Frustrated that we are the only UK world heritage site that cannot apply to the Heritage Lottery Fund for funding support - because we are privately owned. I attended the latest All-Party Parliamentary World Heritage Sites Committee meeting at Westminster on Tuesday afternoon and listened to a presentation from the Chief Executive of the Heritage Lottery Fund where she talked passionately about the support they have given to world heritage sites since they were formed - impressive figures given that £284m of lottery funding has gone to world heritage sites since 1994 - but not one penny to Blenheim Palace! Frustrated does not begin to decribe it - downright annoyed and angry would get closer. Having been inscribed as a world heritage site as one of the first batch in the UK back in 1987 (there are now 24 UK world heriage sites) it seems totally unjust that we are singled out in this way because of our ownership - world heritage status should command some special support and recognition irrespective of ownership - we will keep talking and lobbying to anyone who will listen - if only to ease our frustration!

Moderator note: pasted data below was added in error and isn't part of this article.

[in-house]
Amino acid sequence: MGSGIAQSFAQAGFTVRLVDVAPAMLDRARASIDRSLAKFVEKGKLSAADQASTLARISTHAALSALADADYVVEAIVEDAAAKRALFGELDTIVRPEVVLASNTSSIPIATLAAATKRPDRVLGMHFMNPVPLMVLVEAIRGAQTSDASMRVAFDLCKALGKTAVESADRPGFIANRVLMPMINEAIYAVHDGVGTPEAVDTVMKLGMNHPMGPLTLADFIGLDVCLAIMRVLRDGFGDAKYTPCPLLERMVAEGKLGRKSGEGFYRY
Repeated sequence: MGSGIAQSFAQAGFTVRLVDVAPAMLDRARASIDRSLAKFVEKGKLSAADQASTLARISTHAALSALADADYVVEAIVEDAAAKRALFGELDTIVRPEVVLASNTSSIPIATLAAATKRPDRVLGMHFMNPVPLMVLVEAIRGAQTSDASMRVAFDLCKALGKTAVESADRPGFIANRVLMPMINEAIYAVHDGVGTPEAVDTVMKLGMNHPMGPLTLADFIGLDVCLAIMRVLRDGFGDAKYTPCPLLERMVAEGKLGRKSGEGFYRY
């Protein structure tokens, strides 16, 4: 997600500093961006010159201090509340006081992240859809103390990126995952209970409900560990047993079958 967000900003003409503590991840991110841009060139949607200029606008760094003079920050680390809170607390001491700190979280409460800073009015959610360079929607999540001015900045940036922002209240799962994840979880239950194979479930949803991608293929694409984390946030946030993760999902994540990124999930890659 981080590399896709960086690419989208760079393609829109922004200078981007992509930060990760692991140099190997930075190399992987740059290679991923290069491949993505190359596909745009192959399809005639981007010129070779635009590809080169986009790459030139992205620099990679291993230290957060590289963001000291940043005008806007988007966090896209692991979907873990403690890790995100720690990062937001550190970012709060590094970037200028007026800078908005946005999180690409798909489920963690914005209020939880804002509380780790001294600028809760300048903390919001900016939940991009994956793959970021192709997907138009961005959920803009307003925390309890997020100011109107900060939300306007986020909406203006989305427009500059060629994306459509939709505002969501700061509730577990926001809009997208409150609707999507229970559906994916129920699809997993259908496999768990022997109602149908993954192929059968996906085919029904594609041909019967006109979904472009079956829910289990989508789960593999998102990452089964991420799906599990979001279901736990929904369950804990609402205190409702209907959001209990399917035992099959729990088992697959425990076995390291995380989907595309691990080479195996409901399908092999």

Frustrated that change takes time - especially where that change involves a multitude of public and private sector partners. We are on the cusp of an exciting step forward regarding the future managaement of the tourism function across Oxford and Oxfordshire - but inevitably there are a lot of partners that we need to take with us on this in order to capture the prize of a county-wide partnership or organisation to drive this forward. We will get there and I am confident that the end result will be hugely positive for everyone with an interest in tourism across the county - but it is frustrating that we can't move faster!

Frustrated probably does not adequately explain how Frank Lee Morris and Clarence and John Anglin were feeling on this morning in 1962 - probably more like nervous anticipation. On this day 47 years ago they finalised their famous escape from Alcatraz using dummy heads (made of soap, toilet paper and real hair) in their beds, sharpened spoons to cut through the walls in their cells, and a homemade raft to complete their escape. They were never re-captured but we will never know what actually happened to them - it is felt most likely that they were drowned or eaten by sharks - or maybe not?